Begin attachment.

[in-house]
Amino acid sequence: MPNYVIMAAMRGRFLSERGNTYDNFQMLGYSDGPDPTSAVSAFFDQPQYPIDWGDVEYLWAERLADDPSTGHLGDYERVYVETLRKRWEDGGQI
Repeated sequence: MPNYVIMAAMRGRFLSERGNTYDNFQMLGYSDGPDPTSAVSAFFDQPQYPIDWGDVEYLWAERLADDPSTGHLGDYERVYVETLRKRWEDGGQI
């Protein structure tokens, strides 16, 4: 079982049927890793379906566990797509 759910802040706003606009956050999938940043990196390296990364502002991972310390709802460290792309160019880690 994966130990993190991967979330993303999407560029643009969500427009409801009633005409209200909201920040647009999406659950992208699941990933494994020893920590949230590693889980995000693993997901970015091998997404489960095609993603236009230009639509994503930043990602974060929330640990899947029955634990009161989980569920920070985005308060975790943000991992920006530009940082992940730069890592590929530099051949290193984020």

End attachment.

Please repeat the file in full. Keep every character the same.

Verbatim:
[in-house]
Amino acid sequence: MPNYVIMAAMRGRFLSERGNTYDNFQMLGYSDGPDPTSAVSAFFDQPQYPIDWGDVEYLWAERLADDPSTGHLGDYERVYVETLRKRWEDGGQI
Repeated sequence: MPNYVIMAAMRGRFLSERGNTYDNFQMLGYSDGPDPTSAVSAFFDQPQYPIDWGDVEYLWAERLADDPSTGHLGDYERVYVETLRKRWEDGGQI
């Protein structure tokens, strides 16, 4: 079982049927890793379906566990797509 759910802040706003606009956050999938940043990196390296990364502002991972310390709802460290792309160019880690 994966130990993190991967979330993303999407560029643009969500427009409801009633005409209200909201920040647009999406659950992208699941990933494994020893920590949230590693889980995000693993997901970015091998997404489960095609993603236009230009639509994503930043990602974060929330640990899947029955634990009161989980569920920070985005308060975790943000991992920006530009940082992940730069890592590929530099051949290193984020």